Sometime around second grade, as some cruel act of torture, I ended up on a ski trip with a group of classmates. I was already a misfit at that point, as was pointed out to me throughout the day in various ways. I don’t remember details except that I was miserable and hated every minute. I know I took a class with about 25 other 2nd graders who were as uninterested in skiing as I was, and we all learned absolutely nothing before coming back home.
Then in high school, my friend Krissy convinced me she’d help me enjoy the sport of skiing. She went all the time with her family and made it sound so fun, so off we went to what was then called Vernon Valley Great Gorge (now Mountain Creek). It’s in New Jersey, and that should have been my first hint the day would be a disaster.
Krissy helped me out on the bunny slopes for about an hour, showing me how to stop and how to turn. After watching me go down a few times, she declared me ready for my first time down the beginner mountain. I didn’t know any better, so I agreed. My first time on a ski lift! On skis! I didn’t fall off the ski lift or anything, so I figured that boded well.
About 30 yards down the slope, I hit an icy patch and had no idea how to stop myself from going down the mountain at 80 miles an hour, so I did what any rational person would do to stop themselves from falling off a mountain, and I fell down. Well, I fell and rolled and twisted and it was nasty. My left ski (I think) never released and my body was contorted in such a way that even I did not know how to untangle myself. My knee was writhing in pain. I did not know which way was the mountain and which way was the sky. I think I was crying. I know I couldn’t move.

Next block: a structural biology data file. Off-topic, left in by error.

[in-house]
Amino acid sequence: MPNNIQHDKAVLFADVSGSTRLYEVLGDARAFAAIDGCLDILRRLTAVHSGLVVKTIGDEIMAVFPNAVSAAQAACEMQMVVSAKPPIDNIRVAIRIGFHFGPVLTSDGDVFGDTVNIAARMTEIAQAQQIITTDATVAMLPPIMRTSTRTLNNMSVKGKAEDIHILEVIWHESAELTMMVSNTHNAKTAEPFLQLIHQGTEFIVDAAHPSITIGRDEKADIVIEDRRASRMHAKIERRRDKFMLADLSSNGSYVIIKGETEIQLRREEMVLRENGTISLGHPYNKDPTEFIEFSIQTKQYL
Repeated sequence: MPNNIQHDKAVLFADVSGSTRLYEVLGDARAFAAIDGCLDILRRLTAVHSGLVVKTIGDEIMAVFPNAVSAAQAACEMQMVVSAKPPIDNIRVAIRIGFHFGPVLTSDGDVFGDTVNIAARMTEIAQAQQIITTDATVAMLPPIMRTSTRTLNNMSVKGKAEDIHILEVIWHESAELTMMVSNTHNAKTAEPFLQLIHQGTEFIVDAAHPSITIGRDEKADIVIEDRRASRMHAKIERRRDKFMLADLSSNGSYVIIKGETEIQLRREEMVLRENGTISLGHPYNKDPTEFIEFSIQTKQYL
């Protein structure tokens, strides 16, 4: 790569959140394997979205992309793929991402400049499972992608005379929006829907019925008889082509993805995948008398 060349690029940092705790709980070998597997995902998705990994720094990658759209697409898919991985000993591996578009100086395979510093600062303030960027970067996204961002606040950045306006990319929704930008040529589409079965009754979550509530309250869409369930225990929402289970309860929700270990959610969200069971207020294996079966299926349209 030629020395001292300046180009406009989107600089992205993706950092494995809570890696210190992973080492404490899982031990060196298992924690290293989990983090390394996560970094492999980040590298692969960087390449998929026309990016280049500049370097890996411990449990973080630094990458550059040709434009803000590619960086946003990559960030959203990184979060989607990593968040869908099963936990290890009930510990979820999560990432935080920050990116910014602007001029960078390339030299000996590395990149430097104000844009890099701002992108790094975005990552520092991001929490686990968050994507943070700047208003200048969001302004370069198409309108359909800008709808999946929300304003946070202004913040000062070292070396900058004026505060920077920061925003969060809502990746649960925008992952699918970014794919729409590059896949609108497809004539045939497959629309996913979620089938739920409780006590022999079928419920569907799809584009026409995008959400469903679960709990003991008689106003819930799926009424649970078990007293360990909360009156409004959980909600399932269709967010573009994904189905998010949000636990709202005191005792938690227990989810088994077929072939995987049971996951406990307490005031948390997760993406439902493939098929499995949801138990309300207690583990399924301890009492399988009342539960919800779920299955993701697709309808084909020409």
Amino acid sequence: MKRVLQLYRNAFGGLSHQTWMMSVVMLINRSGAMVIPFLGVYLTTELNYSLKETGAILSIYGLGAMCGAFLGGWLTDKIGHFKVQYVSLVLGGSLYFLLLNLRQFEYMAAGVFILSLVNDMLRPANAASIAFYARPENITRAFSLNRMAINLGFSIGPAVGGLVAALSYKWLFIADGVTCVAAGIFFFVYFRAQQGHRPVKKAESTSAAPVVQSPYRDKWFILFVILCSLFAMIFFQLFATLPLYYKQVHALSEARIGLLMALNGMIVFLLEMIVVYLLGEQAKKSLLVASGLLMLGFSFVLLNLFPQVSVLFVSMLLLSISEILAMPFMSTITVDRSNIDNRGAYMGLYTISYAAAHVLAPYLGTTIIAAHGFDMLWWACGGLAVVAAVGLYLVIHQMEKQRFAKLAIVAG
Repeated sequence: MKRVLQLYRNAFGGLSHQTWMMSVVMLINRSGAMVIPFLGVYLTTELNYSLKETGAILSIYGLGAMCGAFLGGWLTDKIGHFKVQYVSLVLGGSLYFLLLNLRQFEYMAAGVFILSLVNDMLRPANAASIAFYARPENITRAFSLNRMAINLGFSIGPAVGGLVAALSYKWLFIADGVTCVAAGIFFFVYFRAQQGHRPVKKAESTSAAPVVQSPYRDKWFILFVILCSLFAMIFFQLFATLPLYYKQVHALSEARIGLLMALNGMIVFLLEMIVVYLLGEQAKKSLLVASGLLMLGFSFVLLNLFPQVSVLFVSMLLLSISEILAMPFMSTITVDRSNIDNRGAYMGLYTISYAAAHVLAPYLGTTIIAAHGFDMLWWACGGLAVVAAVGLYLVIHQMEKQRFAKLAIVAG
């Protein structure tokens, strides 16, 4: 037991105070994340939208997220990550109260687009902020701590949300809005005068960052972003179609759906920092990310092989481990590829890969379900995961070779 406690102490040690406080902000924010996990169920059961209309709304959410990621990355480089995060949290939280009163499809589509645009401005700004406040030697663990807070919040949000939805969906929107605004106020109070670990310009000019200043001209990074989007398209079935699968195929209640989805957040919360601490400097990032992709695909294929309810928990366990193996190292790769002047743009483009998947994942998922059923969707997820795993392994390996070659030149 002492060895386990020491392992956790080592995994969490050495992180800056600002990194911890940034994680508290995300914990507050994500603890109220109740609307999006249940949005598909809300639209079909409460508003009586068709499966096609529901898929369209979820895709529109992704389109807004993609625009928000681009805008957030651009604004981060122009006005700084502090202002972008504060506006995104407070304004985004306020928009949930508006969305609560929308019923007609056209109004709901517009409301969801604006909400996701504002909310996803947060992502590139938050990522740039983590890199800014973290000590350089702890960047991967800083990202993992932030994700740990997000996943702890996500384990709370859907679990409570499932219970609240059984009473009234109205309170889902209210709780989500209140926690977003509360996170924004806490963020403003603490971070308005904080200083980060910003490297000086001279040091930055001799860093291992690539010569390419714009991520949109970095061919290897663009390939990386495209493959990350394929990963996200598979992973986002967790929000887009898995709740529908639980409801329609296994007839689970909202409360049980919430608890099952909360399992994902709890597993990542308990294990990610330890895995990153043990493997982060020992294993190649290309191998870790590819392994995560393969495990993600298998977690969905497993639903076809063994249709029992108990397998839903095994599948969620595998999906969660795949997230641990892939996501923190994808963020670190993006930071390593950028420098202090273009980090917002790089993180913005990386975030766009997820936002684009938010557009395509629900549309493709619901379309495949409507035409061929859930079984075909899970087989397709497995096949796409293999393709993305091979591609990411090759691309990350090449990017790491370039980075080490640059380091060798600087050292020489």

It took about three people to untangle me from that mess and get me lying flat on my back. I made good friends with all the skiers who stopped to inquire as to whether I was dead or just crazy. The ski patrol came and got me, loaded me onto their little sled, and I watched the top of the trees the rest of the way down the mountain and into the lodge. I spent the rest of the afternoon on pain killers, waiting to get to an emergency room to find out what damage I’d done.
Turns out it was just a bad sprain, but I spent six weeks on crutches nonetheless. The one good thing about it was meeting my physical therapist, Kevin, who was my first real crush in life. Sadly, I think he was married, though even at 14 I knew we were destined to be 2gether 4ever. (Turns out I was wrong about that, too.)
Anyway, after that whole experience, I vowed never to ski again. And I held true to that vow for a long time.
I’ve since been skydiving, camping, hiking, whitewater rafting, rapelling, ATVing, and rock climbing without a second thought. But skiing… no way, man. You’ll never see me on skis, amigo.
Well, never say never because last weekend I went skiing again.
It was an Event. I went up to Vermont, where my cousin is renting a house for the season while her son perfects his snowboarding skillz (he is a nationally ranked snowboarder). She and about 12 other people convinced me to give skiing another try. So on Sunday morning I got up at the asscrack of dawn, pulled on all my cousin’s ski gear, and headed out to the snowy mountain.